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Did Rand Paul betray libertarians?

The senator was once dubbed “the most exciting figure in politics” for libertarians. Now he’s one of Trump’s biggest allies. Why?

Sen. Rand Paul, R-Ky., leaves the Senate floor after a vote in the Capitol on Wednesday, Oct. 30, 2019.
Bill Clark/CQ-Roll Call

In 2014, Kentucky Sen. Rand Paul told an audience at an event in Florida that the Whistleblower Protection Act should be expanded to include government contractors like former National Security Agency (NSA) contractor Edward Snowden. Paul repeated the view in a 2015 speech on the Senate floor in which he praised whistleblowers who had come forward to tell America that the NSA was collecting phone records on a mass scale as part of the Patriot Act — which Paul called “the most unpatriotic of acts.”

But in 2019, Paul seems to feel differently about whistleblowers, at least the individual whose complaint kicked off House Democrats’ impeachment inquiry into President Donald Trump.

At a rally for Trump’s 2020 campaign in Kentucky last Monday, Paul said, “We also now know the name of the whistleblower. I say tonight to the media, ‘Do your job and print his name!’” He’s argued on Twitter that not only is it essential to reveal the name of the whistleblower but also that to not do so would be a violation of Trump’s Sixth Amendment right to face his accuser.

But in Paul’s view, the two perspectives make total sense, as does his unwavering support for Trump, whose presidency has pushed a number of libertarians out of the Republican Party altogether. And though some libertarians — who once hoped Paul could bring about the “libertarian moment” in American politics — have been disappointed by his turn toward Trump, Paul argues he can do more to advance libertarian ideals from inside the halls of power and with the ear of the president.

Shifting views on the importance of whistleblowers

I reached out to Paul’s office, and a representative for the senator said that Paul’s views on whistleblowers have not changed. The representative noted that on November 6, Paul gave a floor speech extolling the importance of whistleblowers and introducing legislation that would extend whistleblower protections to all federal government contractors — not just federal employees or contractors within the intelligence community — and that would retroactively give that protection to contractors like Snowden.

But the next day, Paul blocked a Senate resolution in support of whistleblowers, terming it “fake outrage.” And his own legislation, the Whistleblower Protection Act of 2019, concludes with this sentence:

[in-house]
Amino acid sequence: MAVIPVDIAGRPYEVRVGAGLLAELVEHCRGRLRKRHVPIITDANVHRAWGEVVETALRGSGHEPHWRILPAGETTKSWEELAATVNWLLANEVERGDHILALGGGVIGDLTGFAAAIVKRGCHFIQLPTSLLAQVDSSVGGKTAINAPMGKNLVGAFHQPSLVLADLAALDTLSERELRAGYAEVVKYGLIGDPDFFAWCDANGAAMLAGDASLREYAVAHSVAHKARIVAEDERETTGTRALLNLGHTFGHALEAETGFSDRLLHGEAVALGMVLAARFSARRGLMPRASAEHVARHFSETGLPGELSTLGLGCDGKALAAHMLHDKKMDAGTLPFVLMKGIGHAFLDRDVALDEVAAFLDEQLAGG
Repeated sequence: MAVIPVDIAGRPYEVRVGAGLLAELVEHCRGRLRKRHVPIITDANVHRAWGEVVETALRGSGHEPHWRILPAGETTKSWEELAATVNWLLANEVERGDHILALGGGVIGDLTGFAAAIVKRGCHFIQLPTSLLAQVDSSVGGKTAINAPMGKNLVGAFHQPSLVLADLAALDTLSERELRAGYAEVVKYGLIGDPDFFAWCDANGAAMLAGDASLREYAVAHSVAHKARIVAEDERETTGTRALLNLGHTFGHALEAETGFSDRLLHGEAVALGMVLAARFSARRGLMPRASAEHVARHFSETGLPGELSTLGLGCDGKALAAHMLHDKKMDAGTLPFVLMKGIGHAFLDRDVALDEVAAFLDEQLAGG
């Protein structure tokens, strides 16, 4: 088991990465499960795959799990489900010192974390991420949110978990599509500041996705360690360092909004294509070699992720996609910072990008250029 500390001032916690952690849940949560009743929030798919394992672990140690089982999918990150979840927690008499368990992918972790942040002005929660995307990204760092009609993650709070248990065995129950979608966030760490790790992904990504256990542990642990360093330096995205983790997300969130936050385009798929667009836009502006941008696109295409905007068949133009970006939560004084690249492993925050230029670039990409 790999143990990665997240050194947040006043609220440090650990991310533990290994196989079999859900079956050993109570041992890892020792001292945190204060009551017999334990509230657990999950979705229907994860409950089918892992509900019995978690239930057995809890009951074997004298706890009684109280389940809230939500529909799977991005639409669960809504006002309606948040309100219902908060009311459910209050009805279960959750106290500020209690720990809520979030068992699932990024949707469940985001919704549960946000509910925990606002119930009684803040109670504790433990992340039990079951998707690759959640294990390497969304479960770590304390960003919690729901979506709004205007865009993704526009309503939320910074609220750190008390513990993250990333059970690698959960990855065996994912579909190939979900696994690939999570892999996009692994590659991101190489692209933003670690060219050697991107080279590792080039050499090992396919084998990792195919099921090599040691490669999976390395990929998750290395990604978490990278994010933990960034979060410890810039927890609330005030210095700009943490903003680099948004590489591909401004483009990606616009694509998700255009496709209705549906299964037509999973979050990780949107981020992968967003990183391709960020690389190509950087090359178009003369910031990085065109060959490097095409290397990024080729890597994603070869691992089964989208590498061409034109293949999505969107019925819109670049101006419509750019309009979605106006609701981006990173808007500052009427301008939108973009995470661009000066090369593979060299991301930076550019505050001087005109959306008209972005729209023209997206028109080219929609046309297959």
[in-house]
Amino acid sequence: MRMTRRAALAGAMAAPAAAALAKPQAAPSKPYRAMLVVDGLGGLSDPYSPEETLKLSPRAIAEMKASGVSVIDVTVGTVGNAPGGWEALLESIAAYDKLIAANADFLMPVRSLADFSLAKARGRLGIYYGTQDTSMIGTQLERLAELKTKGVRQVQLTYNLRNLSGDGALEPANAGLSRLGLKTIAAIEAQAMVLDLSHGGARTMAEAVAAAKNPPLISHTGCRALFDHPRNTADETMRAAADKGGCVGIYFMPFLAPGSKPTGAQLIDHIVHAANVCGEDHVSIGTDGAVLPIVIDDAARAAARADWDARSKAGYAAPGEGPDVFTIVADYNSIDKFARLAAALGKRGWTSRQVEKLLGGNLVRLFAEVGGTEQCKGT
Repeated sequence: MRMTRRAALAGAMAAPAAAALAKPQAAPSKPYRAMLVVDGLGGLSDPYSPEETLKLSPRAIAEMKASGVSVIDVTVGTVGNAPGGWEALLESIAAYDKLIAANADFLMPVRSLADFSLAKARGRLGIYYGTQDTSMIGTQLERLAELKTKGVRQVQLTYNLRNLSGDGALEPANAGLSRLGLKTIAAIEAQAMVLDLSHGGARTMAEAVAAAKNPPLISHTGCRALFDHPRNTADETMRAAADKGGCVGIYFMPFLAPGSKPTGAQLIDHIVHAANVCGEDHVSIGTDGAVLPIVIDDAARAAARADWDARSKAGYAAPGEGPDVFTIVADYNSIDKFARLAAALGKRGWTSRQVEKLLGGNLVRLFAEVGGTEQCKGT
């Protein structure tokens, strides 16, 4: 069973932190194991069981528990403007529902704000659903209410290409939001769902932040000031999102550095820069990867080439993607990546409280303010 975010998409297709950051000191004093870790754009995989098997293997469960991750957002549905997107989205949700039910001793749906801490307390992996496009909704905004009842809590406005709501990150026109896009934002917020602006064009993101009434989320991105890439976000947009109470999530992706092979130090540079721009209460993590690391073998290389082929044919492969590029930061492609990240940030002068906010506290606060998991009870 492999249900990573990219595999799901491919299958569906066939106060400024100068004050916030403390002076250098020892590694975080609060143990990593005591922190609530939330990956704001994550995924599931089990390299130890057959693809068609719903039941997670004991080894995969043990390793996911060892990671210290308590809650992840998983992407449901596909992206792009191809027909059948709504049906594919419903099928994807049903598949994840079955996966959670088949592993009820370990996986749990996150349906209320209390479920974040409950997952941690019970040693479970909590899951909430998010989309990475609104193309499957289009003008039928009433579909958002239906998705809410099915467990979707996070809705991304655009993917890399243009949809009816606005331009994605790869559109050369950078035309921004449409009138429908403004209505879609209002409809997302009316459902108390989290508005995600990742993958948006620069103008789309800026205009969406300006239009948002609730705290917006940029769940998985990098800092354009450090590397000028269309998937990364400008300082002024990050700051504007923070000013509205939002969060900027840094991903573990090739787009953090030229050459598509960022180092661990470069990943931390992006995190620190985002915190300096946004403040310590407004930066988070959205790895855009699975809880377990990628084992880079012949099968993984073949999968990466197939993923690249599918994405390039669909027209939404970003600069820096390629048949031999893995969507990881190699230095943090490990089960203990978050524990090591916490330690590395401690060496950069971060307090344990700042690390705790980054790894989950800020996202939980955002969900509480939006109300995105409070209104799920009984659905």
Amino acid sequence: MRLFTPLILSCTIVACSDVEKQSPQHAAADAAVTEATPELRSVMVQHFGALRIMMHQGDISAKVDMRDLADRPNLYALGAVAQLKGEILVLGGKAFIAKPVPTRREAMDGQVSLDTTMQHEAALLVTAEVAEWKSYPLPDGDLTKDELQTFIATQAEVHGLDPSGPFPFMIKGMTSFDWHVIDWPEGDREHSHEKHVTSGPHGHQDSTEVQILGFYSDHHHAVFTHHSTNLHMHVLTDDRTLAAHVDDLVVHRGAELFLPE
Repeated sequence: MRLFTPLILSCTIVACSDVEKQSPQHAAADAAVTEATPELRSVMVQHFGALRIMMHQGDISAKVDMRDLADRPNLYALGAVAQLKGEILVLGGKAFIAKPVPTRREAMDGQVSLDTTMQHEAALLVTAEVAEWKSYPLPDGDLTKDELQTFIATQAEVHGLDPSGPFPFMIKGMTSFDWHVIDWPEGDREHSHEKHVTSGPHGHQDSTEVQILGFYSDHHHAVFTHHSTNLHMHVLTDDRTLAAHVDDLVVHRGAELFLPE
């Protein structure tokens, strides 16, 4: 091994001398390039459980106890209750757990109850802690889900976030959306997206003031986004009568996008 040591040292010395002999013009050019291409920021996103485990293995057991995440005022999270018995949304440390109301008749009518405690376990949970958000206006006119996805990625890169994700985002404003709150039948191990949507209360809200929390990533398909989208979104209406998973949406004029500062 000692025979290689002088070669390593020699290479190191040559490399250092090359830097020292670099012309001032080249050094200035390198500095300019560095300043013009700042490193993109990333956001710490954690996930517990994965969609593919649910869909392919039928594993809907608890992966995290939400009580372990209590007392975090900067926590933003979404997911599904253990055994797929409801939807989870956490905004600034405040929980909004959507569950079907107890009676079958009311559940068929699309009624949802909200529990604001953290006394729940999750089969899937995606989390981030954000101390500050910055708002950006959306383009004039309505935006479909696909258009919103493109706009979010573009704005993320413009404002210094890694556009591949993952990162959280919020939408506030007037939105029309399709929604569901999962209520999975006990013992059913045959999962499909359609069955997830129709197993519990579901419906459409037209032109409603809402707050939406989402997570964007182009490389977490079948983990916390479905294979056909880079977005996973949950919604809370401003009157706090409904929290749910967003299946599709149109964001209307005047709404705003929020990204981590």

Congress reaffirms that, in the case of criminal prosecutions and impeachments arising from the disclosures of whistleblowers, the accused has the right to confront his or her accuser in such proceedings and that right is not superseded by the whistleblower protections.

This is why Paul’s office claimed his stance had not changed: Paul’s calls for the whistleblower’s unmasking are in this view not about stripping him of his rights, but about allowing the president to “confront” his accuser.

It is a case Paul makes explicitly in a piece for the Hill, in which he argues that because “the Sixth Amendment guarantees the right to confront one’s accusers,” Trump “must both face his accuser and face questions regarding his own knowledge and activities.”

It is a case Paul has also made on Twitter:

But that argument doesn’t seem to hold up with legal thinkers, even those who might be supportive of the president. Conservative writer and former US Attorney Andrew McCarthy (who recently published a book lambasting special counsel Robert Mueller’s investigation), wrote in National Review of Rand Paul, “As a constitutional lawyer, Rand Paul makes a good medical doctor.”

McCarthy added that, though the whistleblower’s anonymity may not be protected by law (while also noting that Paul himself has not said the person’s name), “The Sixth Amendment has nothing to do with impeachment, and it does not advance a claim that the ‘whistleblower’ should be outed and questioned.”

Scott Shackford, an associate editor at Reason Magazine, wrote of Paul’s argument, “The way Paul is talking about revealing the whistleblower now — during the investigation itself — is akin to the police revealing the names of witnesses to a suspect long before that suspect has been charged with any crime,” adding, “The Sixth Amendment does not require the naming of witnesses in an investigation, nor should it.”

For many libertarians, Paul’s desire to unmask the whistleblower has not been popular. Nick Gillespie, Reason’s editor-at-large, told me, “Paul’s call to out the whistleblower and his insistence that Trump has a constitutional right to face his accuser — as if impeachment or just normal politics is a court battle — doesn’t play well among most libertarians I talk with.”

From “the most exciting figure in politics” to a Trump “cheerleader”

Paul entered Congress with a family name virtually synonymous with the libertarian movement (his first name, after all, is in honor of the writer Ayn Rand, a major influence on philosophical libertarianism.) His father, former Rep. Ron Paul, was a three-time presidential candidate and one of the most influential voices in libertarian circles, advocating for non-interventionism abroad, limited government at home, and extreme fiscal conservatism.

Rand Paul managed his father’s 1996 congressional campaign, and supporters of his father urged him to run for one of Kentucky’s two Senate seats — which he did, after Rep. Jim Bunning declined to run again, citing Republican opposition.

In a 2009 interview with CNN, Paul said he was running because “I’m very worried about our country; I’m worried about the debt. I’m worried about what the debt will lead to. Both sides of the aisle — Republican and Democrat — have been unwilling and afraid to address the deficit, and someone’s got to.” His father said, “I think the family sort of expected that he would be the first one to get to politics like this.”

Paul’s win in 2010, amid the rise of the Tea Party (some members of which viewed Ron Paul as the “intellectual godfather” and “brain”), was seen as a harbinger of things to come, not only for the Tea Party but also for libertarian-leaning voters and thinkers across the country. Though there are relatively few Americans who describe themselves as “libertarian” (roughly 11 percent of Americans did so in 2014), the Libertarian Party is the nation’s third-largest political party. A number of Americans hold libertarian-leaning viewpoints, leading to many arguing (granted, not for the first time) that a watershed moment for the ideology was afoot.

As the Cato Institute’s David Boaz told the Atlantic in 2013, America has a “core libertarian attitude.”